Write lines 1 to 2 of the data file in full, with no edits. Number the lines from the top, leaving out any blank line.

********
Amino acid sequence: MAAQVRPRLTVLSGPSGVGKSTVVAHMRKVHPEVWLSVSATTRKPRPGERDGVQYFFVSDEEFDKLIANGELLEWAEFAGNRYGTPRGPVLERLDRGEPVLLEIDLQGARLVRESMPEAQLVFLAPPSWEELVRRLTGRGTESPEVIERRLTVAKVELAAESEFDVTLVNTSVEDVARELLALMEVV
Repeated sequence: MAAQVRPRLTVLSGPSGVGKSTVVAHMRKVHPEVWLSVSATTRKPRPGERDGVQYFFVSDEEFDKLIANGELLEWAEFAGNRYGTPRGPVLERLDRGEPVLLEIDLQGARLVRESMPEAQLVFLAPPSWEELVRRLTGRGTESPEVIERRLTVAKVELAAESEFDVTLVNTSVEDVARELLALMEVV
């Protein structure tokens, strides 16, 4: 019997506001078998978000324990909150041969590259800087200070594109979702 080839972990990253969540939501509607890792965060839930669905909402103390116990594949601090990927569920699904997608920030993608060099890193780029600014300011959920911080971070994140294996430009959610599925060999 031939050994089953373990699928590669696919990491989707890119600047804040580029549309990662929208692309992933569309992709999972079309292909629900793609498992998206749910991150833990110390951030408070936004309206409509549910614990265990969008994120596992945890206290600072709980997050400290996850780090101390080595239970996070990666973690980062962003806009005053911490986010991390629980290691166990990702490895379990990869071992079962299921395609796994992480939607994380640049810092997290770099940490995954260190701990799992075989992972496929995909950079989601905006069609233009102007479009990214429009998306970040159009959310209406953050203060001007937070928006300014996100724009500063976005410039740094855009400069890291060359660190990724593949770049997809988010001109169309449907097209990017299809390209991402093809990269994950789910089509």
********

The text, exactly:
Amino acid sequence: MAAQVRPRLTVLSGPSGVGKSTVVAHMRKVHPEVWLSVSATTRKPRPGERDGVQYFFVSDEEFDKLIANGELLEWAEFAGNRYGTPRGPVLERLDRGEPVLLEIDLQGARLVRESMPEAQLVFLAPPSWEELVRRLTGRGTESPEVIERRLTVAKVELAAESEFDVTLVNTSVEDVARELLALMEVV
Repeated sequence: MAAQVRPRLTVLSGPSGVGKSTVVAHMRKVHPEVWLSVSATTRKPRPGERDGVQYFFVSDEEFDKLIANGELLEWAEFAGNRYGTPRGPVLERLDRGEPVLLEIDLQGARLVRESMPEAQLVFLAPPSWEELVRRLTGRGTESPEVIERRLTVAKVELAAESEFDVTLVNTSVEDVARELLALMEVV